The Future is Here
Man burns at a certain degree
but I always burned a little slower.
When I went into school
I left a trail of blackened footprints.
There was knuckle down the side of the hallway
to my classroom of spelling words, never starred.
At the end of the earth
we’ll be locked in our own spelling mistakes.
Our arms around the legs of our mother
so she won’t leave. Our heads filled with beer, the light
receding. What kind of death is reserved for me?
The green plastic soldier has his gun up against everything.
And what does one do with a gun really?
I’ve only held three in my entire life.
The third I held was the first I used.
I was with Liana and her father, deep in the woods of Vermont
when she was staying with me in the heap.
I shot at a beer can until my hands went numb.
And I loved her the whole time.
With car accidents and barbiturates. The way
she got wasted and knocked her teeth
into her lap and told me
I loved her too much—what was all that?
What man does is build whole universes out of miniscule
disasters and educational degrees. I have mine in an enormous envelope
two feet behind me.
My name looks good in a gangster font.
It makes me want to alight on the thigh of my beloved
like a moth
because I know all careful grief
comes out from behind the thigh
and makes a fist at the grey sky above Brooklyn.
The destroyed continue
into the snow-filled future, shoveling.
And love is either perpetually filthy
or intermittently lewd.
I’m sweeping the entire apartment because it’s mine forever.
And that’s valid, too. Domestic eroticisms. The way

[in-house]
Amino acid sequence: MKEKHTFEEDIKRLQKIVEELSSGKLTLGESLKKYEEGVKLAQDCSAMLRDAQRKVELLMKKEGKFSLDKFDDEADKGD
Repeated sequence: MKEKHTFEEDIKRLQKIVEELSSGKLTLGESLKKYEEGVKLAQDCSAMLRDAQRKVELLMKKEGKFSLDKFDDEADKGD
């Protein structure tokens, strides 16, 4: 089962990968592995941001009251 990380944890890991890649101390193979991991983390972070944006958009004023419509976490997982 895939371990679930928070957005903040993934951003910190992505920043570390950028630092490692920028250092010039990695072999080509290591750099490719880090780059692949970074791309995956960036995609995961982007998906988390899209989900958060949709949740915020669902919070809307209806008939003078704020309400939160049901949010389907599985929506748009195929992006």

he gets up out of bed before you
and puts on clothes and can’t find his keys.
All of it, without parents, without children, without roommates.
It feels good to get something
back. And the whole feels
detrimental and complicated and forever stimulating.
Which is why we live—and why we send out
balloons into the atmosphere
with notes tied to them that say:
Nothing bad can touch this life
that I haven’t already imagined.
Driving Our New Car
Orchard, a beautiful word I keep in myself.
Like the word Jellyfish. And the word Chimney.
I looked in the mirror this morning and felt my age
like a tremor from a distant fundraiser. My face
dropped in a glass. My cheeks, distant burning ships.
And it is the month you and I have joined together
to not drink. But today I am hung over.
I imagine a small stage in my mind
where I perform precise homeopathic acts,
the brain systems like wild apple trees,
the moon erasing itself with a wet thumb—
Our car is so clean, I marvel that it is ours.
Your father had the wipers and break pads replaced
before he set us into it,
two shy giants locking into their ship.
We drove it to the city, filled with vanity and fear, your hand
on my leg. When I was a child there were always
McDonalds wrappers on the floor. The dog slept on the back window.
When we rolled down the hill
my brother or I would pull the brake
and wait for mom to come back—lady of delicious sweets,
smoking out the window—
the car was always
an extension of her: parent, vessel, the
sticky seatbelts forever released—
And all night I shouted at friends from college. I stood
in the old cafeteria. I could see in the distance, also,
that the world was ending
in dark explosions of feathers.
When I woke up
I drove our car slowly around the blocks
looking for a new spot. I watched the street cleaner go by
like a fast, dumb dinosaur
that eats only carrion.
Relaxing Sounds of the Ocean
the body a soft grape
punctured with television
the foray of pleasure
the handsomest man at your loins
sensing that Relaxing Sounds of the Ocean
is not as good as Jungle Birds of Nature and Small Creatures of Tranquility
your mind suffering into a colorful powder swept carefully into a dustpan by Batman and Robin
the champion of a high school football team running his finger along the edge of his lover
Gods consulting clouds
evaporating into the mouths of airplanes
Ben telling you about the known universe
his maps of star systems
his passages about the future
his own psychic teenage heart still agonizing
your twin brother a billion miles away ordering a micro-brew
the women in the locker room
with areas of bright red skin
their hair blowing back like their standing on the edge of a cliff
about to save the world
or end it